Monday, 16 November 2015

Review: 'A Banquet of Consequences' by Elizabeth George

I discovered my passion for crime and detective fiction at a suspiciously young ago but picking up a crime novel that was way too gory and intense for a 9-year old. Elizabeth George was the one who wrote that book and I've been in love with her Inspector Lynley-series ever since despite not reading it frequently. So I was extremely excited to see another one of her books pop into my life. Thanks to Hodder & Stoughton and Netgalley for providing me with a copy of this book in exchange for an honest review.

Pub. Date: 01/10/2015
Publisher: Hodder & Stoughton
Inspector Lynley investigates the London end of an ever more darkly disturbing case, with Barbara Havers and Winston Nkata looking behind the peaceful façade of country life to discover a twisted world of desire and deceit. 
The suicide of William Goldacre is devastating to those left behind. But what was the cause of his tragedy and how far might the consequences reach? Is there a link between the young man's leap from a Dorset cliff and a horrific poisoning in Cambridge? 
Following various career-threatening misdemeanours, Detective Sergeant Barbara Havers is desperate to redeem herself. So when a past encounter with bestselling feminist writer Clare Abbott and her pushy personal assistant Caroline Goldacre gives her a connection to the Cambridge murder, Barbara begs DI Thomas Lynley to let her pursue the crime. 
Full of shocks, intensity and suspense from first page to last, A Banquet of Consequences reveals both Lynley and Havers under pressure, and author Elizabeth George writing at the very height of her exceptional powers.
As I said, I was a fan of Elizabeth George before I started reading A Banquet of Consequences. I didn't have to be convinced that she was a good author, but she did have to show me that after all this time there is still spirit left in Inspector Lynley and co.Whenever these kinds of series drag on too long it becomes obvious, with too much happening for the little time that's passing, with main characters that really are so emotionally scarred they shouldn't be able to function normally. I always liked the way George treated her main characters, both the care and the recklessness with which she painted them and their exploits. I was wondering whether I'd fall into liking them as easily again as I did the first time, but it only took me a few chapters to connect this book to the last one I read in the series and love them all again.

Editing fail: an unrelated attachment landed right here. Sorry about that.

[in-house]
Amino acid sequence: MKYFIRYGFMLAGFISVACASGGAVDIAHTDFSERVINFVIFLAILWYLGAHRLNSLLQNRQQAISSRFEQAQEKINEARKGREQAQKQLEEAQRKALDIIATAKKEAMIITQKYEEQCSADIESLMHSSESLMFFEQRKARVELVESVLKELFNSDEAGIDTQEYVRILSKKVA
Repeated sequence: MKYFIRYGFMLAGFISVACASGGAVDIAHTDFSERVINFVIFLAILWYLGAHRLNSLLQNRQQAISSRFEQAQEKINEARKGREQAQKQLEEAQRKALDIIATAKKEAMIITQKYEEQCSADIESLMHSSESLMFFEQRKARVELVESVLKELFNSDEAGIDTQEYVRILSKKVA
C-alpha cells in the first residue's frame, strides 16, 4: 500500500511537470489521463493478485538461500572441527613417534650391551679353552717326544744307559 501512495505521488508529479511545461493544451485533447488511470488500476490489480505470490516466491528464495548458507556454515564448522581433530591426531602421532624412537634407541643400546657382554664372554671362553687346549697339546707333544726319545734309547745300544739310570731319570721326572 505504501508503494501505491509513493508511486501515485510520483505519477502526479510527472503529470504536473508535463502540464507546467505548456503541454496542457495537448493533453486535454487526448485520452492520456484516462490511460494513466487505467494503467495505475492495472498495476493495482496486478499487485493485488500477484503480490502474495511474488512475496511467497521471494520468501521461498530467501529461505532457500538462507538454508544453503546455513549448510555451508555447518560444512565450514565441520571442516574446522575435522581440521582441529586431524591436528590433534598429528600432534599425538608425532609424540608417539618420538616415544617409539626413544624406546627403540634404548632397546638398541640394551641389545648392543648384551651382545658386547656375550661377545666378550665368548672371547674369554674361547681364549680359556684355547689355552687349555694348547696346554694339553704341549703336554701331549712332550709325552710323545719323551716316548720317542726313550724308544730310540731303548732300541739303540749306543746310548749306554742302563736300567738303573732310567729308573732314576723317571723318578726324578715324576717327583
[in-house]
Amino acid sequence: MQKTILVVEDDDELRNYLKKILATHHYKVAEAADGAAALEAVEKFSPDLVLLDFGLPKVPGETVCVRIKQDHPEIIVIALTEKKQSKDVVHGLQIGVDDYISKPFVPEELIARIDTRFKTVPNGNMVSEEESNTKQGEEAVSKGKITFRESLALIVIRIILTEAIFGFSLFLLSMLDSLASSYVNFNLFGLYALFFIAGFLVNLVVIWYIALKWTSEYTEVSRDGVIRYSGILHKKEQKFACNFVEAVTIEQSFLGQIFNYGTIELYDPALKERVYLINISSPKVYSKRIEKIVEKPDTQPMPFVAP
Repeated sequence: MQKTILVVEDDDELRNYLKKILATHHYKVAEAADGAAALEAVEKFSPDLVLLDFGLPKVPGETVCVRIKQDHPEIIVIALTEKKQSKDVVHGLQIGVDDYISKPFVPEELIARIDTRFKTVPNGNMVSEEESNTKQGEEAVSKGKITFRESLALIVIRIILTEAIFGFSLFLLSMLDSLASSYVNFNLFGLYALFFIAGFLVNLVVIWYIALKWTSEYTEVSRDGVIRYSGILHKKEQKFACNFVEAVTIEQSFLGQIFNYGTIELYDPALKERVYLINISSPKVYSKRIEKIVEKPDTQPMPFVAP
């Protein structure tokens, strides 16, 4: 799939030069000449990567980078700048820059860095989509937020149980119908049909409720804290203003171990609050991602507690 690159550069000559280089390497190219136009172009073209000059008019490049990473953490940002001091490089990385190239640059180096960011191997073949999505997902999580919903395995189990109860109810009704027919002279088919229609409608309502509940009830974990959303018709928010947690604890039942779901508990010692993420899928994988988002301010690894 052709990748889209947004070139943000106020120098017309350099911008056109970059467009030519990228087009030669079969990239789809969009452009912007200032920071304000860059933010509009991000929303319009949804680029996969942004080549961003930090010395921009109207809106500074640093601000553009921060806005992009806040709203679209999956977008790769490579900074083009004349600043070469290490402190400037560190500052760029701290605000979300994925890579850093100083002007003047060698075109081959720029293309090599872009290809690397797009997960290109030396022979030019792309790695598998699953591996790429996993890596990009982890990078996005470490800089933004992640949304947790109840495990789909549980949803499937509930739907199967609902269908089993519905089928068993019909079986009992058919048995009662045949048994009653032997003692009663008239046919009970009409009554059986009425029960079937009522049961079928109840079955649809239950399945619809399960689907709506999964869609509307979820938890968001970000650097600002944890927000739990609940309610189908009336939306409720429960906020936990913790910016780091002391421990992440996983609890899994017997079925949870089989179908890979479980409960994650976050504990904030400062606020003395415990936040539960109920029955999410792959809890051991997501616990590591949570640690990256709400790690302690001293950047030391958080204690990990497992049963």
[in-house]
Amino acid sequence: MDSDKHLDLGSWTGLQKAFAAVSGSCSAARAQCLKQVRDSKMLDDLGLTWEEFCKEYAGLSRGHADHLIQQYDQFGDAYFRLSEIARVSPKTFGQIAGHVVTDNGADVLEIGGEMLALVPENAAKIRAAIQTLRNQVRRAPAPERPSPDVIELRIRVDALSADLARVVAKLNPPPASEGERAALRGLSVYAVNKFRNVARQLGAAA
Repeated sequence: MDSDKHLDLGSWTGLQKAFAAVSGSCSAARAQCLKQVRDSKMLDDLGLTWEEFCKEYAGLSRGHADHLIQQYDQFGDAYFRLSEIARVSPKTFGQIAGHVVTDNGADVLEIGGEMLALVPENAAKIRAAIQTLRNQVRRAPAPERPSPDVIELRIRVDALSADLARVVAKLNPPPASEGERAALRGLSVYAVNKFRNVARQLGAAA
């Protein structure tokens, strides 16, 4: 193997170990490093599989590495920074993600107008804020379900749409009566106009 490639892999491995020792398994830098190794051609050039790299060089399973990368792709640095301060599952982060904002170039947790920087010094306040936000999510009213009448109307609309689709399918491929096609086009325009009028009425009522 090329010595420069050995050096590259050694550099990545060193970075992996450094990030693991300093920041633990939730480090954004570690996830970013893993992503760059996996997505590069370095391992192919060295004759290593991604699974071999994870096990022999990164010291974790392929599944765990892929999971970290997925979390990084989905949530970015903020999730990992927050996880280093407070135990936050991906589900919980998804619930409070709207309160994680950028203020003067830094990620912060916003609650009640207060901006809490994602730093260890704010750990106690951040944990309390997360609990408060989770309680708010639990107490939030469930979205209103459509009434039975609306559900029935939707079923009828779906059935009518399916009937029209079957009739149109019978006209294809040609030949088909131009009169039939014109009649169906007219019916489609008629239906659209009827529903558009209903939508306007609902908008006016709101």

What is key to a detective/crime novel is that it manages to set up both stories that it's trying to tell. On the one hand there is the story of the crime, which is often told through the survivors of the crime and those closest. And then on the other hand there is the story of the detective, the woman or man who are chasing down the criminal, following clues and themselves desperate to get to the ending of the book. If either of those two doesn't work, is boring or starts flagging the whole structure of a crime book really falls apart. Elizabeth George is a professional and knows the genre as well as anyone could and both stories work in A Banquet of Consequences. The struggles of the main series-characters clearly have their origin in earlier books and despite not having read those I wasn't ever lost when it came to them.

In A Banquet of Consequences George really focuses on the toxicity of family, friendship and gender relationships. The Goldacres are a turbulent family, to say the least, from the very start of the book but they only descend into more chaos as it progresses. George offers us everything, from broken first marriages and estranged parents to possessive mothers and frenemies. It could feel like a little bit too much, as it often does with these kinds of books. How can one family have so many issues all at once? And why are they coping with it so badly? George switches between narrators, which allows her to portray all the different sides of the conflicts and not le it become too much. The progression of the novel feels natural and the pace is high without skipping over important things.

I give this novel...

4 Universes!

Elizabeth George is a master of  crime fiction. She knows exactly what to do and how to manipulate her readers into the position where she wants them. Her new characters are fascinating and horrible, whereas returning to the series-staples was amazing. I'd recommend this to anyone who wants a good crime novel to curl up with this winter!

1 comment:

  1. Having wandered far from their familiar stomping grounds and the narrative setup in which they perform best over the course of the last few books, the much-loved duo of Lynley and Havers are truly back with A Banquet of Consequences. This complex plot with its long and reflective setup is classic Elizabeth George; the book is beautifully written, well-paced, thoughtful, contemplative and compelling and delivers a great case and a terrific read.

    Rowena
    after an Oklahoma City auto crash

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